Tuesday, December 15, 2015


Ink-Slinger Profiles by Alex Jay: Jay Jackson

Jay Paul was born in Oberlin, Ohio, on September 10, 1905, according to Who’s Who in Colored America, Volume 7 (1950). Jackson’s parents were Franklin R. Jackson and Nellie Curry.

In the 1910 U.S. Federal Census, Jackson was the fourth of five children whose father was a photographer. The family resided in Delaware, Ohio at 41 Ohio Street.

According to the 1920 census, Jackson and his younger sister lived with their parents in Delaware at 119 David Street.

Who’s Who said Jackson married Adeline C. Smith in 1925. Jackson attended Ohio Wesleyan University from 1925 to 1926. Beginning in 1926 Jackson was a feature artist with the Pittsburgh Courier newspaper. American Newspaper Comics (2012) said Jackson produced two weekly panels, Seeing Ourselves As Others See Us and The Jingle Belles, for the Courier in 1928. That same year Jackson began studies at the Chicago Art Institute. Jackson was a poster artist for the Warner Brothers’ theaters from 1928 to 1933. Jackson also contributed illustrations to the digest, Abbott’s Monthly, in 1928 and 1929. Abbott’s publisher was Robert S. Abbott who also published the weekly newspaper, Chicago Defender, which printed editorial cartoons by Jackson. In MELUS, Summer 2014, Amy M. Mooney said Jackson formally joined the Defender staff in 1933. The short-lived Abbott’s Weekly was another periodical with Jackson’s art.

The 1930 census recorded Jackson, a widower, as a lodger in Chicago at 465 Oakwood Boulevard. His occupation was commercial artist for theaters.

According to Who’s Who, Jackson painted the mural, Old Mexico, for the 1933 Chicago World’s Fair. In 1934, Jackson began a fourteen year relationship with the New York Amsterdam News newspaper. Jackson’s second marriage was to Eleanor K. Poston of Republican, Nebraska, in 1935.

According to American Newspaper Comics, Jackson produced several comics strips, panels and advertising strips throughout the 1930s: As Others See Us (1933); The Adventures of Bill (1934); Bungleton Green (1934; the third artist on Leslie M. Rogers’ creation); Fan Tan Anne (1935); Society Sue (1935); Bibsy (1935); Between Us (1936); Memphis Blue (1936); Cream Puff (1936); Tish Mingo (1937); Ben Franklin (1938); So What? (1939); and Billy Ken (1939).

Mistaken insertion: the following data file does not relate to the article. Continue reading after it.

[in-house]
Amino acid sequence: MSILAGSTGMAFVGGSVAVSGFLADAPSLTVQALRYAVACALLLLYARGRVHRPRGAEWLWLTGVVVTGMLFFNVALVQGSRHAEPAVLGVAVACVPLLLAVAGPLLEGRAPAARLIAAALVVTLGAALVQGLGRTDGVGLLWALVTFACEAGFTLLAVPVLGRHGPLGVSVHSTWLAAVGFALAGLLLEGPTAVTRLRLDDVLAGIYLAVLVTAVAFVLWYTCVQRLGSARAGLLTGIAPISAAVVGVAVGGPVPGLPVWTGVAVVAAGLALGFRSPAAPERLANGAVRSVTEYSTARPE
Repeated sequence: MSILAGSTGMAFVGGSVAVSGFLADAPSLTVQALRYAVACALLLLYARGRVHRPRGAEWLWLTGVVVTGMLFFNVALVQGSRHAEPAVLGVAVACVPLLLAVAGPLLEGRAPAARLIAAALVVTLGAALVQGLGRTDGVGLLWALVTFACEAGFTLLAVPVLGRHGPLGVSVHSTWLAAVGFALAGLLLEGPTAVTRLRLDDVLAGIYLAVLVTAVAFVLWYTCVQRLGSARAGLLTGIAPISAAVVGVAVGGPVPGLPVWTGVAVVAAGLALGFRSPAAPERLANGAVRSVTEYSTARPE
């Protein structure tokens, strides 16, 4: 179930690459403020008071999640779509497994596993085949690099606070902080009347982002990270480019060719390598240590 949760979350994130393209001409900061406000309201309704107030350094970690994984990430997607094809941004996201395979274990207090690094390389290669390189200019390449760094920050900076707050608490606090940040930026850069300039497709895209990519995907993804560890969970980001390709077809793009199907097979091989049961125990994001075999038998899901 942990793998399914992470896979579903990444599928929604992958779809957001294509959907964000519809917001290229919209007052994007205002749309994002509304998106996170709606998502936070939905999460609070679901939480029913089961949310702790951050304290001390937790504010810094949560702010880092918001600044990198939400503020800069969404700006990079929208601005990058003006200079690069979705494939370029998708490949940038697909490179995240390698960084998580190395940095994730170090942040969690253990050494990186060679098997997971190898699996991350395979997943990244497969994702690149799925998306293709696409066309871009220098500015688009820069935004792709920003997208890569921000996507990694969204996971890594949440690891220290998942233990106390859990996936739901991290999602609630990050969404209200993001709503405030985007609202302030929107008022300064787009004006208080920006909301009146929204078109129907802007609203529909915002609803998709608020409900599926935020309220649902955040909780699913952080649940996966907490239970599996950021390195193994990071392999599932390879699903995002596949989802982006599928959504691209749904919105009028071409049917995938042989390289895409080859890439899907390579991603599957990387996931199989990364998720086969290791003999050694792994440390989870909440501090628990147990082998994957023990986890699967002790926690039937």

Some of Jackson’s commercial work was featured recently at the Chicago Cultural Center.

In 1940, cartoonist Jackson, his wife and thirteen-year-old daughter, Carrie, resided at 6011 South May Street in Chicago. The census record said Jackson earned $1,800 in 1939. Who’s Who said Jackson did fashion art, layout, and catalog design or the National Clothing Company throughout the 1940s. During World War II Jackson produced cartoons for the Office of War Information and The Sergeant for Office of Price Administration in 1945. Jackson received a citation from Henry Morgenthau, Secretary of the U.S. Treasury, for the cartoons and posters backing the war bond campaign.

American Newspaper Comics said Jackson drew Exposition Follies (1940); Speed Jaxon (1942–1947); Ravings of Professor Doodle (1947); and Glamour Town (1948).

The Real Pepsi Challenge: The Inspirational Story of Breaking the Color Barrier (2008) explains Jackson’s role in the company’s 1948 advertising campaign which ran in Ebony magazine. Who’s Who said Jackson was art director at Negro Digest and Ebony.

Some time in the late 1940s, Jackson moved to Los Angeles, California. In 1949, Norman Rockwell lectured at Art Center College of Design. Who’s Who said Jackson studied with Rockwell that year.

The Arkansas State Press, September 8, 1950, reported Jackson’s two-page illustration for the latest edition of Who’s Who in Colored America.

The montage represents the manifold callings and interests of the over 3,000 persons whose biographical sketches will be carried in the publication—from Army officers to United Nations officials. The layout, printed in sepia, will decorate the inside covers…
The article went on to say that Jackson “also did special work, summers, under Rockwell Kent and at the Los Angeles Art Institute….He now conducts a national art service for advertisers from his Los Angeles studios (2306 West 23rd Street). In 1951 Jackson provided artwork for Who’s Who in the United Nations.

American Newspaper Comics said the Jay Jackson Features Syndicate produced Girligags and Home Folks in the 1950s.

According to Who’s Who, Jackson received two Guild awards for newspaper cartoons. He was a member of the American Newspaper Guild and the National Association for the Advancement of Colored People.

Jackson passed away May 16, 1954 in Los Angeles, according to the California Death Index at Ancestry.com. His death was reported in Jet, May 27, 1954.

—Alex Jay 


Some might know Jackson for his illustrations for Ziff-Davis magazines in the early 1940s. He was a regular in the pages of Amazing Stories and Fantastic Adventures. His dynamic drawing style was instantly recognizable.
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